Cuban police detain a gay rights activist taking part in an unauthorized march in Havana, Cuba, Saturday, May 11, 2019. The march was organized largely using Cuba’s new mobile internet, with gay-rights activists and groups of friends calling for a march over Facebook and WhatsApp after the government-run gay rights organization cancelled a Saturday march. (AP Photo/Ramon Espinosa)
HAVANA — Gay-rights activists organizing on social media held an unauthorized march Saturday down eight blocks of one of Havana’s main thoroughfares before they were stopped by police.
The march was the second by a non-governmental organization in Cuba in slightly more than a month. That’s highly unusual in a country where the only legal civil society groups are de-facto arms of the Communist government. Any sort of unofficial march or demonstration has long been met with a swift and overwhelming police response.
On April 7, more than 400 animal-lovers received an official permit and peacefully marched more than a mile through Havana, shouting slogans and waving signs calling for an end to animal cruelty.
Saturday afternoon’s gay-rights march received no such permit but police and plainclothes state-security agents allowed it to proceed from a gathering point in Havana’s Central Park, along the Prado boulevard until it reached the Malecon, the capital’s famous seaside promenade.
A handful of marchers were arrested when they attempted to push through a massive police presence and continue onto the Malecon.
“It was a complete success because we got so many people together despite all the expectations of government interference,” said Raul Soublett, a 26-year-old gay rights activist. “It’s historic.”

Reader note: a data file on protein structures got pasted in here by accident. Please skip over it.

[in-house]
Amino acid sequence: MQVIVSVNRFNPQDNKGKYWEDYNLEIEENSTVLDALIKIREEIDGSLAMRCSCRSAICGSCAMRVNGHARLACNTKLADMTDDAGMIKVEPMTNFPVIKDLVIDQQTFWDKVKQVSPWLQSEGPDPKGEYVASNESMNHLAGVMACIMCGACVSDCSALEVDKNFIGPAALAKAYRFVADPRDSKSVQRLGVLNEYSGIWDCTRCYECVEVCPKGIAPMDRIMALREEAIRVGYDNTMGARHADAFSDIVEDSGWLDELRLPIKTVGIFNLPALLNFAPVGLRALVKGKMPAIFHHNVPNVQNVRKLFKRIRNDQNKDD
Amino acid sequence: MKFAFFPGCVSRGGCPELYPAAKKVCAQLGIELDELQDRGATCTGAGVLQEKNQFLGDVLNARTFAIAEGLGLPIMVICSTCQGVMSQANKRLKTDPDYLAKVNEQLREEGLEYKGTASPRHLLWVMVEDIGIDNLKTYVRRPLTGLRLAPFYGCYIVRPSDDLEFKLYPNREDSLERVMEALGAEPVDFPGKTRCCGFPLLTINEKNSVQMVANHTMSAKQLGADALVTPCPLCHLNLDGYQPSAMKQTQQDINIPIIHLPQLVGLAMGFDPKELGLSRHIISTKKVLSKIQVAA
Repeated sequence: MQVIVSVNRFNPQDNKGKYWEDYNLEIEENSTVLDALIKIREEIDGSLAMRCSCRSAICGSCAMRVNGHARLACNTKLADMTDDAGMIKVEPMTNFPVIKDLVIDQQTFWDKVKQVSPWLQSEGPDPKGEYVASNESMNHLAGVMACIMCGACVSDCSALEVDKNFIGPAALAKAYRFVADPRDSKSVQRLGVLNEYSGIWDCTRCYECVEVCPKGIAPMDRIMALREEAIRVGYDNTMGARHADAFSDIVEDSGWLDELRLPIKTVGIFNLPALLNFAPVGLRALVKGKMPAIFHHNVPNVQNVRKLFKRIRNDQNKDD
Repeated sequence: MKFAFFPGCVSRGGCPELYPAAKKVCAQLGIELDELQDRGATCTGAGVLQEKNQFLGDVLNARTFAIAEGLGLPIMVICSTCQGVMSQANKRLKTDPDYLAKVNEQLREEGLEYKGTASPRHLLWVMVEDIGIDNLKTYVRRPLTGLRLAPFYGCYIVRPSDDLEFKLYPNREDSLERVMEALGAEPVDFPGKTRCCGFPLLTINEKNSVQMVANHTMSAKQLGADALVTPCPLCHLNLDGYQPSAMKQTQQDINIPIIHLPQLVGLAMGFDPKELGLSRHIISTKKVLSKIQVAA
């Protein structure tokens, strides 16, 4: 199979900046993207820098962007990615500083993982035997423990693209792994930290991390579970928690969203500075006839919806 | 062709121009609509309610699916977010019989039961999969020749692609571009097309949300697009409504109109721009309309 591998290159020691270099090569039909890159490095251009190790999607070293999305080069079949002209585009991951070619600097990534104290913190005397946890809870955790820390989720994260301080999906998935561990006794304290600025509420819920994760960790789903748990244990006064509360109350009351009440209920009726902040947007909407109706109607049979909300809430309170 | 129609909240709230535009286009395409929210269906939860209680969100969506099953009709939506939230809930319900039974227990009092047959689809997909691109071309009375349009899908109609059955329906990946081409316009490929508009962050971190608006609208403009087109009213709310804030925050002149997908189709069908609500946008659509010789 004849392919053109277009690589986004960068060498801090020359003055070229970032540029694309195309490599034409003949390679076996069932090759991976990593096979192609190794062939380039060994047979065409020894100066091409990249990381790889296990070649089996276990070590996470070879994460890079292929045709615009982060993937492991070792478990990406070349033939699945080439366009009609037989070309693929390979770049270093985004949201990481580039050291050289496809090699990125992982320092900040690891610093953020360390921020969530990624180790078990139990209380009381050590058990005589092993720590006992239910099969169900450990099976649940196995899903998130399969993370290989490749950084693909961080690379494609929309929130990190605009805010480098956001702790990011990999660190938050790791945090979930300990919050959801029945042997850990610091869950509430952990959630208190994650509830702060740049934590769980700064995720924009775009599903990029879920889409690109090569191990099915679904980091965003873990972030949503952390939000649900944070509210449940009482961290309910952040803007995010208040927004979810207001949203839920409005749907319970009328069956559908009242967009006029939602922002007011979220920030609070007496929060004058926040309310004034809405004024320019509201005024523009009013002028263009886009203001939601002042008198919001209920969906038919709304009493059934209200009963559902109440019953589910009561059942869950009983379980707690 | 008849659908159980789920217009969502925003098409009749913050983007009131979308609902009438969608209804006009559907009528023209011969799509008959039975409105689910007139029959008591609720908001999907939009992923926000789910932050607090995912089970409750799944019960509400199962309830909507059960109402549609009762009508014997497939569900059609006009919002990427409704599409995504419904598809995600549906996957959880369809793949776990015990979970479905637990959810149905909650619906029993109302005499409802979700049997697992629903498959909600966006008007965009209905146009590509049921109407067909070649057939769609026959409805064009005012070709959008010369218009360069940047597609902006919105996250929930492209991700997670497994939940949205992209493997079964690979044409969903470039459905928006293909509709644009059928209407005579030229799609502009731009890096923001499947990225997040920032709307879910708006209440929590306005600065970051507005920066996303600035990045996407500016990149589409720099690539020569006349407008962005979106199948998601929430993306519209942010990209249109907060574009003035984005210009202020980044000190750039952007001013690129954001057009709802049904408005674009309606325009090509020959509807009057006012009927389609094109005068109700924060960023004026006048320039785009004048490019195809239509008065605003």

The march was organized largely using Cuba’s new mobile internet, with gay-rights activists and groups of friends calling for a march over Facebook and WhatsApp after the main government-run gay rights organization, the Center for Sex Education, canceled a Saturday march. The government group known its Spanish acronym CENESEX said it was canceling its annual Conga Against Homophobia and Transphobia because unnamed groups were attempting “to distort the reality of Cuba and use our Conga to discredit, divide and substitute the true meaning of the event.”
In response, activists called for the Saturday gathering at 4 p.m. in Havana’s Central Park, a plaza in the heart of the capital’s historic center.
Some gay-rights activists said online that police had tried to prevent them from leaving their homes Saturday with threats of unspecified repercussions. But more than 100 assembled and marched, chanting “It could be done!” and “Diverse Cuba!” and waving rainbow flags.
“This is because we don’t want to lose our rights to public space,” said Lidia Romero, 49, who works in a private design store.
“We’re not here in opposition to anybody,” Soublett said.
Cuba repressed homosexuals in the decades after its 1959 revolution, sending many to forced-labor camps, but the government has since barred anti-gay discrimination and CENESEX, led by Mariela Castro, the daughter of Communist leader Raul Castro, has been internationally recognized for campaigning for gay rights.
However, a CENESEX-endorsed push for gay marriage was removed from a constitutional reform this year after objections from many Cubans, including the country’s growing ranks of evangelicals.
CENESEX never clearly explained why it was cancelling the conga but said tensions with the Trump administration were a factor.
The U.S. has recently tightened the embargo on Cuba as part of a push to topple the allied Venezuelan government, and the Cuban government typically cracks down on internal dissent when it feels threatened. /muf
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